Saturday, February 2, 2008
Tuesday, January 29, 2008
Mystery of the Missing WMDs
EVEN IF WE ACCEPT that Saddam tricked [the UN inspectors], two successive U.S. administrations, indeed, pretty much the entire world, into believing that he retained dangerous proscribed weapons when they no longer existed, this still leaves a major problem. It fails to explain the first four years after the 1991 war -- when Iraq did the exact opposite, working to convince the world that its banned weapons programs had been destroyed and nearly succeeding in doing so.Writing in The American Spectator, Laurie Mylroie says George Piro, a personable and handsome FBI agent, appeared on 60 Minutes Sunday to tell us Saddam Hussein's secrets. The 36-year-old Lebanese-American was Saddam's interrogator. In addition to whatever the show disclosed about Saddam, it also revealed a lot about how the U.S. media and bureaucracies have handled and stoked the controversies over Operation Iraqi Freedom (OIF) -- basically, afflicted by chronic Alzheimer's. The events relevant to understanding OIF go back nearly 18 years -- to Iraq's August 1990 invasion of Kuwait. Few people worked on Iraq all those years. Still, those doing so now ought to know that history. Neither 60 Minutes nor the FBI do.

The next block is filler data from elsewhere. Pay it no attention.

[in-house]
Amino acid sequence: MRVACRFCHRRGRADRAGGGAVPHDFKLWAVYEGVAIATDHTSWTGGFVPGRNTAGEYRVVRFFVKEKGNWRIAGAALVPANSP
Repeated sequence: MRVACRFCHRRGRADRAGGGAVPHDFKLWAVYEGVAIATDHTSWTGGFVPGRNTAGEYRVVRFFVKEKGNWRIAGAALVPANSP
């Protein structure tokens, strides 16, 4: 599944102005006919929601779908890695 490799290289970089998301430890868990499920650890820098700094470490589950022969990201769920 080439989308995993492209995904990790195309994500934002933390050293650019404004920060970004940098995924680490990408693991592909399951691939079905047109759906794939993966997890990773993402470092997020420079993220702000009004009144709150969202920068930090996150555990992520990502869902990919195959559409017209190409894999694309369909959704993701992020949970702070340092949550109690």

Sometime in the future, when Operation Iraqi Freedom is no longer a political football, Americans will likely learn that Saddam was indeed a major threat and that he was not idle in the 12 years between the end of the 1991 war and the start of the second war.